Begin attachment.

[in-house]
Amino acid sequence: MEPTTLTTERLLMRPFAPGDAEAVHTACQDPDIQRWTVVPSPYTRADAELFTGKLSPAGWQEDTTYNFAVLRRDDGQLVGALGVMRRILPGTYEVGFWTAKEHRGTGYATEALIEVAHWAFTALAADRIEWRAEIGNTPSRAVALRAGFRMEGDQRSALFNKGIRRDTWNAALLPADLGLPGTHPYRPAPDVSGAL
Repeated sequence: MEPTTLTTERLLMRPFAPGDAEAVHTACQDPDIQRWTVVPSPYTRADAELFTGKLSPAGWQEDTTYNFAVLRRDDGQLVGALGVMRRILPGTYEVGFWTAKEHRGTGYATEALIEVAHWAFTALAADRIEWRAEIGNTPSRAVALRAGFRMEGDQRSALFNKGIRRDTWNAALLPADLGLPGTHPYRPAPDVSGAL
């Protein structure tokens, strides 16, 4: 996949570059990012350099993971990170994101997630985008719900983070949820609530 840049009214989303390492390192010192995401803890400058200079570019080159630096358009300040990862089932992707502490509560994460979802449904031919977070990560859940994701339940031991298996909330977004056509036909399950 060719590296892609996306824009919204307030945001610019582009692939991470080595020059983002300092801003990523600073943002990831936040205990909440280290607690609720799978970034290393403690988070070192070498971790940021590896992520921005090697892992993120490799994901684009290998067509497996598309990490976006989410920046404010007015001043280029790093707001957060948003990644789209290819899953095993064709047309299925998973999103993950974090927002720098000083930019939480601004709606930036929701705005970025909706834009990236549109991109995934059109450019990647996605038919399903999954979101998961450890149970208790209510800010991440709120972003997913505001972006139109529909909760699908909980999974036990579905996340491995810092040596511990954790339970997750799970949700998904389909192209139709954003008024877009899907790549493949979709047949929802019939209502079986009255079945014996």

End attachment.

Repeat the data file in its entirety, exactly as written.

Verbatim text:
[in-house]
Amino acid sequence: MEPTTLTTERLLMRPFAPGDAEAVHTACQDPDIQRWTVVPSPYTRADAELFTGKLSPAGWQEDTTYNFAVLRRDDGQLVGALGVMRRILPGTYEVGFWTAKEHRGTGYATEALIEVAHWAFTALAADRIEWRAEIGNTPSRAVALRAGFRMEGDQRSALFNKGIRRDTWNAALLPADLGLPGTHPYRPAPDVSGAL
Repeated sequence: MEPTTLTTERLLMRPFAPGDAEAVHTACQDPDIQRWTVVPSPYTRADAELFTGKLSPAGWQEDTTYNFAVLRRDDGQLVGALGVMRRILPGTYEVGFWTAKEHRGTGYATEALIEVAHWAFTALAADRIEWRAEIGNTPSRAVALRAGFRMEGDQRSALFNKGIRRDTWNAALLPADLGLPGTHPYRPAPDVSGAL
């Protein structure tokens, strides 16, 4: 996949570059990012350099993971990170994101997630985008719900983070949820609530 840049009214989303390492390192010192995401803890400058200079570019080159630096358009300040990862089932992707502490509560994460979802449904031919977070990560859940994701339940031991298996909330977004056509036909399950 060719590296892609996306824009919204307030945001610019582009692939991470080595020059983002300092801003990523600073943002990831936040205990909440280290607690609720799978970034290393403690988070070192070498971790940021590896992520921005090697892992993120490799994901684009290998067509497996598309990490976006989410920046404010007015001043280029790093707001957060948003990644789209290819899953095993064709047309299925998973999103993950974090927002720098000083930019939480601004709606930036929701705005970025909706834009990236549109991109995934059109450019990647996605038919399903999954979101998961450890149970208790209510800010991440709120972003997913505001972006139109529909909760699908909980999974036990579905996340491995810092040596511990954790339970997750799970949700998904389909192209139709954003008024877009899907790549493949979709047949929802019939209502079986009255079945014996």